Ryan Reuter beef cattle researcher at the Samuel Roberts Noble Foundation says producers can and should maximize their economic return during their time of ownership That includes feeding ionophores

Ryan Reuter, beef cattle researcher at the Samuel Roberts Noble Foundation, says producers can and should maximize their economic return during their time of ownership. That includes feeding ionophores.

Stacking Technology In Stockers Adds Up To More Pounds

Research shows that the additional weight gain in stockers from the use of implants and ionophores is independent and additive.

Unless cattle are destined for a natural program — and enough price premium is secured to compensate for the performance loss — stocker producers who forego implanting and feeding an ionophore are leaving lots of money on the table.

“The beauty of implants and ionophores is that the mode of action for each is completely unrelated, so the benefits from them are additive; using one doesn’t compromise the benefit of using the other,” emphasizes Jason Sawyer. He’s an associate professor and associate department head for operations in Texas A&M University’s animal science department, and superintendent of the department’s McGregor Research Center.

In a study at the University of Arkansas (UA), steers grazing wheat pasture and receiving an implant and Rumensin (ionophore containing Monensin) gained 39 lbs. more than steers not receiving the implant or ionophore.

“There was no interaction between Rumensin supplementation and implanting, indicating that the use of these technologies is additive,” says researcher Paul Beck, a UA Extension livestock and forage specialist.

High returns at low cost

Depending on the research summary you’re looking at, implants increase average daily gain (ADG) in growing cattle by 10%-20% and improve feed efficiency by 8%-10%.

Figuring that a single implant costs about $2/head if you include the cost for facilities and labor, Sawyer says the return on investment is beyond 1,200% in today’s market. If you consider only the implant cost, the return balloons beyond 2,000%.

“The other way of looking at it is that if I decide not to implant, then I need to be able to recover at least $40/head by some other means,” Sawyer says. “Realistically, I’m not sure there’s a way to do that today.”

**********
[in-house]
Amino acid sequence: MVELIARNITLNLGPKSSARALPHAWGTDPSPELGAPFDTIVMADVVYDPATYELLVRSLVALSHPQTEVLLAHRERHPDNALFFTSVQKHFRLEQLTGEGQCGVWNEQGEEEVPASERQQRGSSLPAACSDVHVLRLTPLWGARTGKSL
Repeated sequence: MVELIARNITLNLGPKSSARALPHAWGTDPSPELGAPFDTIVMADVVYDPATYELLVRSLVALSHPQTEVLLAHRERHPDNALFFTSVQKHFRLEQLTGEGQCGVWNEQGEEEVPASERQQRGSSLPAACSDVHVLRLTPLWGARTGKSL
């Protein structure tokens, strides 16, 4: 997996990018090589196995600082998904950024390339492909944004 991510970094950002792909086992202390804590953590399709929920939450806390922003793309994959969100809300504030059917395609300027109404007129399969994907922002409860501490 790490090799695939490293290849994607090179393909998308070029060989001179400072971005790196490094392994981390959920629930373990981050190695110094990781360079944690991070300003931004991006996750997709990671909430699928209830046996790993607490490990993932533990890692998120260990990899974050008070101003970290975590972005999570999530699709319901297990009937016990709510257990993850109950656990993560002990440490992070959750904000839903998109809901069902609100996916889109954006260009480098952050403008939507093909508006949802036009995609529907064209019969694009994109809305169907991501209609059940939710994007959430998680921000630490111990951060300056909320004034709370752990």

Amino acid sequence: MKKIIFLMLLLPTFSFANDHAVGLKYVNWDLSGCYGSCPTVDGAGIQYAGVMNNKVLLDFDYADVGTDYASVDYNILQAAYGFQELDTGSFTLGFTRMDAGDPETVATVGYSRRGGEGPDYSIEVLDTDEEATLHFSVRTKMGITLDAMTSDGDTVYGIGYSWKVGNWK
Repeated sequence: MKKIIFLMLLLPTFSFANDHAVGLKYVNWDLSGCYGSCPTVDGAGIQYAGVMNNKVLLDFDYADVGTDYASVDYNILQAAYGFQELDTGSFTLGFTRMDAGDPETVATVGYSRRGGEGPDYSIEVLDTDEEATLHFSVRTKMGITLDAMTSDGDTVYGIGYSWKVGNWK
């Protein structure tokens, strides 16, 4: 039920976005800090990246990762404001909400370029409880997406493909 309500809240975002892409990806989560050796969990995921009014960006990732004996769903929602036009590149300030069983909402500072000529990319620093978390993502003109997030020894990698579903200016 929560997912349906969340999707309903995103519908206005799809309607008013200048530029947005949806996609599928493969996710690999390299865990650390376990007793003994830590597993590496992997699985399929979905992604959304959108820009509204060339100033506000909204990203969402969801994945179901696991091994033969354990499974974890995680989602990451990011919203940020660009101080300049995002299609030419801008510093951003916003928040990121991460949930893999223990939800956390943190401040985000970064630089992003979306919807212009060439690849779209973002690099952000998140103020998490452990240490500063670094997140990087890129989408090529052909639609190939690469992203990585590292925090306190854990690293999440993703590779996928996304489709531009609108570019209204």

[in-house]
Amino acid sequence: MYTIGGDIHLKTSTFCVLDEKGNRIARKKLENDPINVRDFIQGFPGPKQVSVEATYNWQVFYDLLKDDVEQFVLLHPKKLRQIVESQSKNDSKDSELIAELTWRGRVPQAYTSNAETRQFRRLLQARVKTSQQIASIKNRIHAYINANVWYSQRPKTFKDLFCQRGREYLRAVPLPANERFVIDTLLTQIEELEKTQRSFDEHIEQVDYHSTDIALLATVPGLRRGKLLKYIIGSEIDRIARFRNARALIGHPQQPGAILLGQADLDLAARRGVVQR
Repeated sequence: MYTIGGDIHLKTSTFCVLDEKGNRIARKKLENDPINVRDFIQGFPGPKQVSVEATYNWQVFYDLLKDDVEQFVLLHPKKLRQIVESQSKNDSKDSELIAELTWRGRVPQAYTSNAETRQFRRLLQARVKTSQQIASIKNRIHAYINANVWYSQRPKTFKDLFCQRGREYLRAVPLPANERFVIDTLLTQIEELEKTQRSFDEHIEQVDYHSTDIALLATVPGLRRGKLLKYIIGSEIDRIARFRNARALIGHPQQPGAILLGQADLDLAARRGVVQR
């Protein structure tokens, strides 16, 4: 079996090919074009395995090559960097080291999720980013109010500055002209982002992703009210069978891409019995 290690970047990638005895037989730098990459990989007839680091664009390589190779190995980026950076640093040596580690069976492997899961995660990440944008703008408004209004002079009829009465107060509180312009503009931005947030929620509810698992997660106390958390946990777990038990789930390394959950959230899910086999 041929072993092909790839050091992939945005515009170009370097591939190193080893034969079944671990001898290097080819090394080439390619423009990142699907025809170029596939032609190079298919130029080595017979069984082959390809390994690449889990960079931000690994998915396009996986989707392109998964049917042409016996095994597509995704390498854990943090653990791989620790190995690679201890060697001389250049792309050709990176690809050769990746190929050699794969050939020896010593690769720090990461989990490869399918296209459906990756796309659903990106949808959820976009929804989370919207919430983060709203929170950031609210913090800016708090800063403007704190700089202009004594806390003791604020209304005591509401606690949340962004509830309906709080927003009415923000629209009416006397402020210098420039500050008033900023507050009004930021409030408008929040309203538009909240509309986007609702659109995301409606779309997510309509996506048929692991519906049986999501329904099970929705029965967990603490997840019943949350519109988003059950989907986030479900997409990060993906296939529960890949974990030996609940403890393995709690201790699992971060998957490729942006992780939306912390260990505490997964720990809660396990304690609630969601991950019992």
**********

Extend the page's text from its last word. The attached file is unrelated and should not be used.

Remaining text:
Yet, according to a survey conducted at Oklahoma State University several years ago, only 59% of stocker operators surveyed implanted steers. For producers dependent on stocker income, it was 71%.

Even fewer cow-calf producers implant calves. According to the National Animal Health Monitoring System’s most recent “Beef” study published for 2007-2008, only 11.9% of operations surveyed had implanted any calves prior to or at weaning during the previous year. Even for producers with 200 cows or more, only 31.1% reported implanting at least some calves.

Likewise, data from Superior Livestock Auction — compiled by researchers at Kansas State University (KSU) — indicate that fewer implanted calves are being offered these days.

  • In 1995, 64.3% of the lots sold through Superior Livestock were implanted.
  • In 2009, only 26.5% were implanted.
  • In 2011 and 2012 combined, 31% were implanted. Data for those last two years include 11,350 lots and 1.11 million head of cattle, says Michael King, a KSU research assistant. King has provided the analysis since Superior first began sharing the data in 1995. Merck Animal Health sponsors the analysis.

Visualizing the gain

One reason producers may dismiss implanting is that it’s hard to see the added pounds.

“If I turn out a set of calves and implant all of them, I have no basis for comparison,” Sawyer says.

“If your calves weigh 30 lbs. less than they could have at the end of the grazing season, you don’t necessarily recognize that. You never saw it, so you don’t miss it,” explains Ryan Reuter, an associate professor in beef cattle research at the Samuel Roberts Noble Foundation in Ardmore, OK.